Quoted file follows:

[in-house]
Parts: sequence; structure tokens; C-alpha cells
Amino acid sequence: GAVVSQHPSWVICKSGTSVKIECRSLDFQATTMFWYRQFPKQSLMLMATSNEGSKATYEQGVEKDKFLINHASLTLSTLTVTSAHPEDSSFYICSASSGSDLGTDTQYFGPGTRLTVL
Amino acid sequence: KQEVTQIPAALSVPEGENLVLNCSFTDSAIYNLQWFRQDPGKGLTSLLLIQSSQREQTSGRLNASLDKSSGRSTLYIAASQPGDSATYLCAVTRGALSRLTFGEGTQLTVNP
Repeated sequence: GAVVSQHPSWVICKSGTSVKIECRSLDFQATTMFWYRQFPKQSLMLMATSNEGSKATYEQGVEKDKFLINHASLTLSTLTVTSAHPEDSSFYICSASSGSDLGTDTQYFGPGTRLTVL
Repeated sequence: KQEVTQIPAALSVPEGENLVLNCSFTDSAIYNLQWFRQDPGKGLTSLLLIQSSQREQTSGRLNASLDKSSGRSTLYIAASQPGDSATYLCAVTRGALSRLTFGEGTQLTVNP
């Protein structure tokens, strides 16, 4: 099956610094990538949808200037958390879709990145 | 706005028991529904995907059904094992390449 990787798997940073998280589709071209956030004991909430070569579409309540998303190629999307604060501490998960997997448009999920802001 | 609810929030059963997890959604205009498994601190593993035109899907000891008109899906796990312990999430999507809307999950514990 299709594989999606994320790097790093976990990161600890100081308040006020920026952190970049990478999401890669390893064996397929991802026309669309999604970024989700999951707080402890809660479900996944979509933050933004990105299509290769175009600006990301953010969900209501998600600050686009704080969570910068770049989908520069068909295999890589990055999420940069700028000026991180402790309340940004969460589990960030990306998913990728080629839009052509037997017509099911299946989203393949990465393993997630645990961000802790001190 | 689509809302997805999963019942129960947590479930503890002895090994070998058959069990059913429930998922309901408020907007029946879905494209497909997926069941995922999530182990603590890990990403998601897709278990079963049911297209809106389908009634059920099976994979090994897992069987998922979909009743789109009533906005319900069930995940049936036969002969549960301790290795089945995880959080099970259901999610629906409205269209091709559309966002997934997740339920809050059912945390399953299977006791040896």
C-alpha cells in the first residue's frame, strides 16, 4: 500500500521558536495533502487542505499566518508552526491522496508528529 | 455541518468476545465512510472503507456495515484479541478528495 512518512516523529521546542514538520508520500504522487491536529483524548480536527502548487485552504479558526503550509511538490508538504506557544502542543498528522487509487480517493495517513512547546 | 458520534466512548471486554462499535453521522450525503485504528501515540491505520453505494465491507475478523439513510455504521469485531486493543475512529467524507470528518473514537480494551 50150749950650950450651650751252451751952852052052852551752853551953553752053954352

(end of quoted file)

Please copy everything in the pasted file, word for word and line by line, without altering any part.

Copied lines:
[in-house]
Parts: sequence; structure tokens; C-alpha cells
Amino acid sequence: GAVVSQHPSWVICKSGTSVKIECRSLDFQATTMFWYRQFPKQSLMLMATSNEGSKATYEQGVEKDKFLINHASLTLSTLTVTSAHPEDSSFYICSASSGSDLGTDTQYFGPGTRLTVL
Amino acid sequence: KQEVTQIPAALSVPEGENLVLNCSFTDSAIYNLQWFRQDPGKGLTSLLLIQSSQREQTSGRLNASLDKSSGRSTLYIAASQPGDSATYLCAVTRGALSRLTFGEGTQLTVNP
Repeated sequence: GAVVSQHPSWVICKSGTSVKIECRSLDFQATTMFWYRQFPKQSLMLMATSNEGSKATYEQGVEKDKFLINHASLTLSTLTVTSAHPEDSSFYICSASSGSDLGTDTQYFGPGTRLTVL
Repeated sequence: KQEVTQIPAALSVPEGENLVLNCSFTDSAIYNLQWFRQDPGKGLTSLLLIQSSQREQTSGRLNASLDKSSGRSTLYIAASQPGDSATYLCAVTRGALSRLTFGEGTQLTVNP
């Protein structure tokens, strides 16, 4: 099956610094990538949808200037958390879709990145 | 706005028991529904995907059904094992390449 990787798997940073998280589709071209956030004991909430070569579409309540998303190629999307604060501490998960997997448009999920802001 | 609810929030059963997890959604205009498994601190593993035109899907000891008109899906796990312990999430999507809307999950514990 299709594989999606994320790097790093976990990161600890100081308040006020920026952190970049990478999401890669390893064996397929991802026309669309999604970024989700999951707080402890809660479900996944979509933050933004990105299509290769175009600006990301953010969900209501998600600050686009704080969570910068770049989908520069068909295999890589990055999420940069700028000026991180402790309340940004969460589990960030990306998913990728080629839009052509037997017509099911299946989203393949990465393993997630645990961000802790001190 | 689509809302997805999963019942129960947590479930503890002895090994070998058959069990059913429930998922309901408020907007029946879905494209497909997926069941995922999530182990603590890990990403998601897709278990079963049911297209809106389908009634059920099976994979090994897992069987998922979909009743789109009533906005319900069930995940049936036969002969549960301790290795089945995880959080099970259901999610629906409205269209091709559309966002997934997740339920809050059912945390399953299977006791040896």
C-alpha cells in the first residue's frame, strides 16, 4: 500500500521558536495533502487542505499566518508552526491522496508528529 | 455541518468476545465512510472503507456495515484479541478528495 512518512516523529521546542514538520508520500504522487491536529483524548480536527502548487485552504479558526503550509511538490508538504506557544502542543498528522487509487480517493495517513512547546 | 458520534466512548471486554462499535453521522450525503485504528501515540491505520453505494465491507475478523439513510455504521469485531486493543475512529467524507470528518473514537480494551 50150749950650950450651650751252451751952852052052852551752853551953553752053954352